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Wrestling Articles

In this section, you will find 4 unsorted articles about the history of wrestling.
Article

Sportfolio - The Show Must Go On
There was Jack Sharkey, Sandor Szabo, Leo Numa, Oscar Swanson and yours truly in a city hall dressing room on Monday night. Sharkey was our reason for being there and the Chestnut Hiller was very obliging. But, unintentionally, and with a little pain, the ”rasslers” stole the show.

It all began when an excited assistant to Promoter Oscar Maki came rushing on to the scene and announced that ”Strangler White hasn't shown up yet.” Numa, tired and exhausted following his hug-and-tug match with John Katan, looked over his shoulder, and it was pretty plain that he wanted to say, ”What's that?”

Here it was. Time for the main event to take place and Edouard LeBlanc (wasn't that his first billing here?) was nowhere in sight. Next to come bouncing through the door was Mr. Maki himself. His looks didn't disclose any signs of worry, Numa was now thinking.

We kept our eye on the Seattle Golden Boy because it was pretty obvious that he was the foreman of the troupe. In other words, he was pinch-hitting for Steve Passas, who usually pinch-hits here for Paul Bowser. It was Numa's show and he was stuck with it.

The Maki assistant was talking incoherently. It was a few seconds before Numa came across with a suggestion. ”I'll bet he's here in the movies.” Sharkey was taking it slowly. Just asking, ”What are you going to do?” His question was aimed at Numa. Now we were sure that Leo was the ”chief.”

Swanson mumbled something every now and then. Numa was angry. The Maki assistant was excited. Promoter Maki was making no visible motion of bewilderment. We wondered if he knew. Then it happened. He called Szabo outside the dressing-room door. Sandor had been making all types of suggestions to the group. But, alas, deaf ears.

They came back in. Oscar and Sandor. Then another conference. This time in a corner of the room with Numa doing all the talking. Was Sandor picking his opponent? At any rate, Numa's head came up out of the huddle and he told the Maki-assistant, ”Tell Jim Spencer to get ready to go on. Then, we'll wait a minute and see if White shows up.”

Sandor looked into the mirror. Sharkey made some crack to us about, ”You never knew that Sandor was a movie hero did you?” Numa said something about, ”If he (White) had an ounce of brains he'd be a half-wit.” These compliments were flying thick and fast.

The clock ticked away. But, no White. Sandor, as majestic as John Barrymore, wrapped his rope around his person and in true Shakespearian style strode down the staircase toward the ring. Sharkey, a veteran at this sort of thing, and a student of crowd psychology, stayed in the wings and heard the announcement being made.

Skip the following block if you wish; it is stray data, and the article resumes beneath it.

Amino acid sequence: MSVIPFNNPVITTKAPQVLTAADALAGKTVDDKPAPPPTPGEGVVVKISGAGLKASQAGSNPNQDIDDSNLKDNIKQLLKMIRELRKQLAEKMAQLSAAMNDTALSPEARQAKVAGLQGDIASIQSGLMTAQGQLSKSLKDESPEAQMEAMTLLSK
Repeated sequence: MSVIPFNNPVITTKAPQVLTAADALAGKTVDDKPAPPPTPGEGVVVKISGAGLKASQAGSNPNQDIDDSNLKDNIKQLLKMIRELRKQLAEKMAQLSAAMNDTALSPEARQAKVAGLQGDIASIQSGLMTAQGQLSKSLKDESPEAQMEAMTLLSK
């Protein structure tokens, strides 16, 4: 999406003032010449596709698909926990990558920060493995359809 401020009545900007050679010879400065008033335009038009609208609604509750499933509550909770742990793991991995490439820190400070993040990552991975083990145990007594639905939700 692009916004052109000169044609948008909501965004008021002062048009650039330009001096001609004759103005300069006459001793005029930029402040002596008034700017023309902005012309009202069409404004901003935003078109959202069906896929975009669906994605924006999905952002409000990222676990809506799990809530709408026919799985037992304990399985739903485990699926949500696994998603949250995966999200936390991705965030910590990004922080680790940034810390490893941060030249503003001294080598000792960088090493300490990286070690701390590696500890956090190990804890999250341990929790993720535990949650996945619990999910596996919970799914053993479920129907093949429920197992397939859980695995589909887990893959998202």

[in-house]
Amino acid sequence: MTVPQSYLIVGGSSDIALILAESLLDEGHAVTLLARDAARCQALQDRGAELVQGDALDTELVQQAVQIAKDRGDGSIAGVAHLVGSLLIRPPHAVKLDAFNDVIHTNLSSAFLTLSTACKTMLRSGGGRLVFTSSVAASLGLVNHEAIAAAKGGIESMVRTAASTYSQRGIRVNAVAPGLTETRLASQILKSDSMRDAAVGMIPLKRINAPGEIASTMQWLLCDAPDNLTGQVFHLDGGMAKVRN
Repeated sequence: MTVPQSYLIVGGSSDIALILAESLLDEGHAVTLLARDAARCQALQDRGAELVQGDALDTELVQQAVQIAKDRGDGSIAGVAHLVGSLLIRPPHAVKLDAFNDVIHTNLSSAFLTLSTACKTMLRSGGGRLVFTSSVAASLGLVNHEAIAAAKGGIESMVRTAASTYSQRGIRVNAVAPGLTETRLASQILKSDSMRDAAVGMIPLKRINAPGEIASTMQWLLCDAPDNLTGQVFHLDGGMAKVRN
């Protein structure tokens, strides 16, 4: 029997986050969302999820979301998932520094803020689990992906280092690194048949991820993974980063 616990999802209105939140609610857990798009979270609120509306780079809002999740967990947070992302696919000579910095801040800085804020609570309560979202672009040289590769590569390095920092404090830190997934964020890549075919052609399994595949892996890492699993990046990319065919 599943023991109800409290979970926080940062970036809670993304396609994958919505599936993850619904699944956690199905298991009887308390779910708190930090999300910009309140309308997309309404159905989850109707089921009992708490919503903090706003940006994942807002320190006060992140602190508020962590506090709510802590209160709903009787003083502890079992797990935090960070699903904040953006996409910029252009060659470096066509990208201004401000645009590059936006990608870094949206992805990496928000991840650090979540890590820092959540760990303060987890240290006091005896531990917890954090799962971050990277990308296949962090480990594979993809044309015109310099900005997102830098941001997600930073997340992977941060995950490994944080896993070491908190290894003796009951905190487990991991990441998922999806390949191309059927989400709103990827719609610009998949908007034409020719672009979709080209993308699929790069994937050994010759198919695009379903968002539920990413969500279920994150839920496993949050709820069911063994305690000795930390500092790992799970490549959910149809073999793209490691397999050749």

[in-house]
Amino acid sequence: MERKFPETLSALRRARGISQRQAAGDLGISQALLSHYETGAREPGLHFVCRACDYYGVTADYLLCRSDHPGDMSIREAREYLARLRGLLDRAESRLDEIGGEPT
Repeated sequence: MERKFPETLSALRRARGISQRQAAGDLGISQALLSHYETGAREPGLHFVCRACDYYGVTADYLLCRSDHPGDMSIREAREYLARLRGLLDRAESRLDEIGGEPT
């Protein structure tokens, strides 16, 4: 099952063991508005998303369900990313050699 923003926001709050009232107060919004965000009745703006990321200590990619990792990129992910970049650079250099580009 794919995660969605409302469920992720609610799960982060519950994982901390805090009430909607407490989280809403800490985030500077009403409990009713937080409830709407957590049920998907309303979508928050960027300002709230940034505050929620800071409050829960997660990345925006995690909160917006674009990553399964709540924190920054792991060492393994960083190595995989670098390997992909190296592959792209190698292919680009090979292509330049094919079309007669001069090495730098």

If the customer reaction to the thing was not kindly, Sharkey, according to Numa, was then to put in an appearance and act as sort of a riot squad influence. The local Joe Humphries stood in the ring and told one and all that White wasn't appearing. Boos, cat-calls, cries of ”put Oscar in” and all else, greeted the declaration.

Perfectly timed, with plenty of the old big-time savvy, on came Sharkey. Of course, the crowd at the first sight of the very popular Jack, forgot their anger and greeted him with a fine round of applause. The magnetism of the Sharkey personality was ”putting the thing over.”

On came Spencer. Then the bout. Szabo the winner and all that. John Q. Wrestling Public was hood-winked again and loved it. Every here and there someone would say, ”Imagine this for one dollar and twenty-cents,” but, the shrieking co-lookers were drowning him out.

Today, just being curious, we contacted the Bowser office and asked for some sort of explanation of the White incident. We used our best official tones. ”What do you mean, White didn't show up? Wait, I'll check,” said the voice at the other end of the line. They then came back, ”He had a little motor trouble and was unable to phone that he was stuck.” We said ”OK” and hung up. But, we were thinking.

How in the name of ”grunt and groan” could White, who left Bowser's office Monday afternoon after asking directions to the North station have developed car trouble traveling by train? Or mayhaps he was waylaid on the path here. At any cost, if he doesn't show up soon, the bureau of missing persons might well be contacted – or else hire a better excuse bureau. Maybe, the B&M ran out of gas!

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